You have only just recently started running and you are feeling overexcited about the expected results? This is perfectly normal for newbies as well as for runners with some practice as well. Whether your goal is weight loss, or to improve your results and run and win races, you need to take precautions when setting your running goals because not only do you risk being disappointed, but you also risk mild to serious injuries due to overtraining as well. Short-term results are rarely to be expected, which is why it is better to set smaller goals and move up gradually as you progress. This will help you stay motivated and safe as you improve in your running.

But how do you know what goals are actually achievable and realistic for you?

You should know that having long-term goals for your running as well as for every other aspect of your life and work is absolutely normal and is a good thing. Goals are something we look forward to achieving and something we are motivated to reach.

But to get to the bigger goals, it is better to set smaller goals on the way. This will keep you motivated to keep running and improving your performance, rather than leading to frustration, injury and to ultimately giving up on the long-term goals.

Here are some tips on setting realistic goals for running and sticking to them:

  1. Keep your focus on the running process

Learn how to enjoy every small victory and improvement as you progress, but do not focus entirely on a specific small goal because this will stop you from wanting to improve and move further. Simply look at reaching every small goal as another step towards your improved performance and fitness level.

  1. Set a reasonable running time goal

Use one of the many online running time calculators to set your personal time goal, depending on your current fitness level, age, experience and performance. Do not set a goal to beat the Olympic record in running, because you are most likely to fail. As a rule of the thumb, you can set a reasonable running time goal by measuring the time it takes to run a mile as fast as you can. Then add 40 seconds to it, and you will have the realistic running time goal for every mile if you are planning on entering a 5k or other workout run. If you are registered for a marathon, then add 30 seconds to this time, and this should be the pace to strive for during the race. This is just an estimate, but it should give you a rough idea.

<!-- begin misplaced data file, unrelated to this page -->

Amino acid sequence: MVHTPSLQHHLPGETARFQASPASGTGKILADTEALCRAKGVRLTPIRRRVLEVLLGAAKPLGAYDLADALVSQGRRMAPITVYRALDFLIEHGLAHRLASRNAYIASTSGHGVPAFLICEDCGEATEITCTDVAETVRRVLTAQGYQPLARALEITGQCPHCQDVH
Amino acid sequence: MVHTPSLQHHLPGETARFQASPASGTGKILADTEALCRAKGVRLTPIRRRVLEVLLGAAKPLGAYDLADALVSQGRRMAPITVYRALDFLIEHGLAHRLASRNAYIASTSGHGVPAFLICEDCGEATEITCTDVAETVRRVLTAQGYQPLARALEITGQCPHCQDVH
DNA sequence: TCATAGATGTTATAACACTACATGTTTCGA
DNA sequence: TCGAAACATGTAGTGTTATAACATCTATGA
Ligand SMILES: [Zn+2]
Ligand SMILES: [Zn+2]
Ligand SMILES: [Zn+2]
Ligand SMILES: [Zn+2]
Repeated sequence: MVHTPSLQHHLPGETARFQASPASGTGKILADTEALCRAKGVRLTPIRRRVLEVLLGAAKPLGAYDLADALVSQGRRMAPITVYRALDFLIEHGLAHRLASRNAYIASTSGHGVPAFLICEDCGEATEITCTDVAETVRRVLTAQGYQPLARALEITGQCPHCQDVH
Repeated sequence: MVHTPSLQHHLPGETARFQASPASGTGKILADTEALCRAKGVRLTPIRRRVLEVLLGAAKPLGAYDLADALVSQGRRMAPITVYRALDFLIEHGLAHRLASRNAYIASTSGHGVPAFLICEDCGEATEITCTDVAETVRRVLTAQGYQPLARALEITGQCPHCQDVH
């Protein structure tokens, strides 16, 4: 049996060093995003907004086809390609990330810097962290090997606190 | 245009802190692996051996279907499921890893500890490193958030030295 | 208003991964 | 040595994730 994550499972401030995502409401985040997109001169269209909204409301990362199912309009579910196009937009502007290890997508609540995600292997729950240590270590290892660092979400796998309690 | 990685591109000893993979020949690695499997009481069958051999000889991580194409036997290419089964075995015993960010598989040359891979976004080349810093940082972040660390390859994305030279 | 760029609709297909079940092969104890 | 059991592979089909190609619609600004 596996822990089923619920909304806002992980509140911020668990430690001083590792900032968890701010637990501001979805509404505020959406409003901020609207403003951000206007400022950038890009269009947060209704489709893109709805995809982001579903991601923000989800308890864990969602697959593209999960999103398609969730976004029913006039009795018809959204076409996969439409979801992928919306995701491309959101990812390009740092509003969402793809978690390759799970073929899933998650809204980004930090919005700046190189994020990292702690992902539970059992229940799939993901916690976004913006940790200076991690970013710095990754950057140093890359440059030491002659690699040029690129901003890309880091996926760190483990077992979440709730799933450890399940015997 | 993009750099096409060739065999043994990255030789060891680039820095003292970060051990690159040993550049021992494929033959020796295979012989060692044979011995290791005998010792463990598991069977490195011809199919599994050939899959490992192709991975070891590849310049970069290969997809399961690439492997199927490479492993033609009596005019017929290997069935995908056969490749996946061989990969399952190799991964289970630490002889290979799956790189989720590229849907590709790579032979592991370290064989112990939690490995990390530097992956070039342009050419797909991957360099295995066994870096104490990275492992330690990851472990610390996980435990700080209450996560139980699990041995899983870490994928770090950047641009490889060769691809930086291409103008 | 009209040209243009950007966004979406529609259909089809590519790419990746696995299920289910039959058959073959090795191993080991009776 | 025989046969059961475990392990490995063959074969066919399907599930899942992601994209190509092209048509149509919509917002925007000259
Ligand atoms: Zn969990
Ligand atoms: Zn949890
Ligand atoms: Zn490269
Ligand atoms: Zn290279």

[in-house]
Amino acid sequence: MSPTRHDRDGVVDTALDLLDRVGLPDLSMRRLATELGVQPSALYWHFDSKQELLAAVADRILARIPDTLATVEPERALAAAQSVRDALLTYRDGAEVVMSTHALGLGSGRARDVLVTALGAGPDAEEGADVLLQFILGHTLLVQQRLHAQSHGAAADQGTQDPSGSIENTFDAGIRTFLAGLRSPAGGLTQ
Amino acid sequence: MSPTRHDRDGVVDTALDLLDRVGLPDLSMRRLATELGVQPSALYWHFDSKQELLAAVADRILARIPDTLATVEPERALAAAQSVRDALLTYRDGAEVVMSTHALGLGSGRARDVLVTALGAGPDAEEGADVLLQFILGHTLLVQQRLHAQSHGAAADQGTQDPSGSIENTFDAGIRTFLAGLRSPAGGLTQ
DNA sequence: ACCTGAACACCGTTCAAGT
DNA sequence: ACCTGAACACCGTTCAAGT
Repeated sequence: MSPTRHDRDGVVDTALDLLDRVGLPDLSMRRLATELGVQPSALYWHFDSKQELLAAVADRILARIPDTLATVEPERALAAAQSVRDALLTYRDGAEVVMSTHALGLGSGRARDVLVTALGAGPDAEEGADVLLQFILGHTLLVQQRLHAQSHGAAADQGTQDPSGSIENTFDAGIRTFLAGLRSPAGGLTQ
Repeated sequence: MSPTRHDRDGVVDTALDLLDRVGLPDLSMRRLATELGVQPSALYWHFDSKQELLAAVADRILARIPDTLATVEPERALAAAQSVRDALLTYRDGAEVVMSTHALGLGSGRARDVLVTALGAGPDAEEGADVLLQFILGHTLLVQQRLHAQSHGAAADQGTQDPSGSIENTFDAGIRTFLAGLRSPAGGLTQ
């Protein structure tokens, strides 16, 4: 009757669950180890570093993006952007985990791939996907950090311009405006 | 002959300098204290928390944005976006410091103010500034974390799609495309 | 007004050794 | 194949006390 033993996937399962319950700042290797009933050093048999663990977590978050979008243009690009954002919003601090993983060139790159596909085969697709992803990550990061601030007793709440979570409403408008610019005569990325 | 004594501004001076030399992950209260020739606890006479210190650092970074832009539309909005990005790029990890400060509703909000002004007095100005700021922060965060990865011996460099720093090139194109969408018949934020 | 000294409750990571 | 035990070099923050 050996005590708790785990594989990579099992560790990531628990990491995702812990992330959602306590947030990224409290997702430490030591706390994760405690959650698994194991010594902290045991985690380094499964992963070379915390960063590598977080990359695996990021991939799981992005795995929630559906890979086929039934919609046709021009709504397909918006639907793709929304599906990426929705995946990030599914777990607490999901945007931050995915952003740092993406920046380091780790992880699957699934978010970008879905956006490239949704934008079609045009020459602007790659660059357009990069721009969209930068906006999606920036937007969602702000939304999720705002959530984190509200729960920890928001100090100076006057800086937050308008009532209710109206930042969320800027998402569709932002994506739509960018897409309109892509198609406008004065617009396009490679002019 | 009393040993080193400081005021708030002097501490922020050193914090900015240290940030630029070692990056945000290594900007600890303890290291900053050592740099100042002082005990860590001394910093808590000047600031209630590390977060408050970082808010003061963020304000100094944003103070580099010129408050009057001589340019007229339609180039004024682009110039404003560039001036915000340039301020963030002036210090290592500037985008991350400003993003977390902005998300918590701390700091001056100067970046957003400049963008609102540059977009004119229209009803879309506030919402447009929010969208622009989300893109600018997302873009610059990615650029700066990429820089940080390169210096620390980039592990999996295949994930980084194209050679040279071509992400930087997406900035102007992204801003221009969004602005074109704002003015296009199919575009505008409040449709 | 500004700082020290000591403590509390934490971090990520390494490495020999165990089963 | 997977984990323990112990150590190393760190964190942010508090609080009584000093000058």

1. Pick one of the most common top realistic running goals:

There are several running goals which are suitable for nearly every runner, especially for newbies. Here are the top selections:

  • Set a goal to run a certain distance without stopping

This goal is measurable and easy to understand. Set a goal to run 1 mile without stopping if all you can manage right now is 100 or 200 meters. This is a perfectly reasonable goal and you will find the motivation to work on achieving it very strong.

  • Run for a certain number of consecutive days in a row

To set a goal to run for every day in your life is unreasonable. Instead try to set a goal for running for seven days in row and see how it goes. You can also try setting a goal to run for a fixed number of days per week and try to stick to it. Once you get to it, you will feel the urge to further push yourself by setting more difficult objectives for yourself.

  • Set a goal to improve your running time by 10-15 seconds

This is much more realistic than setting a goal to run a mile for 6 minutes, for example. Measure your running time, and set a goal to reduce it by a few seconds. This may sound easy, but in actuality improving your running time by even a minute can take years and can even take a lifetime. So, be realistic.

  1. Take the time to ask yourself about the running goals you have set

Think about how big your running goal is, and make an estimation of the time you will need to reach it. Whether it is to reach a specific running time, or to lose a specific number of pounds, if the goal will take you more than three months to get there, then you should consider this a long-term goal. Don’t give up on it of course, but make sure you set up smaller goals to be attempting to reach while you are on the way to reaching your final goal.

Also, take into consideration the free time you have in order to complete your goal in those three months. If you need to be running for hours on a daily basis in order to reach it, you may want to reconsider the timeline of your objectives, so that you can stick to running and to getting there at some point.

Ask yourself how you will feel if you reach your long-term goal. By visualizing this moment you will help stay motivated and will keep running rather than get frustrated and give up along the way.

In conclusion

Yes, goals are important for running as well as for absolutely everything else we do in our lives. But at the same time setting unrealistic goals can cause huge amounts of frustration and angst and can be dangerous for your physical and mental wellbeing. Write down your long term goals and close your diary. Now, think about the first short term goal you need to achieve in order to work yourself up towards your ultimate goal. One step at a time is the safest and more achievable way to proceed when you are setting your running objectives.

Further reading: Set reachable long term and short term goals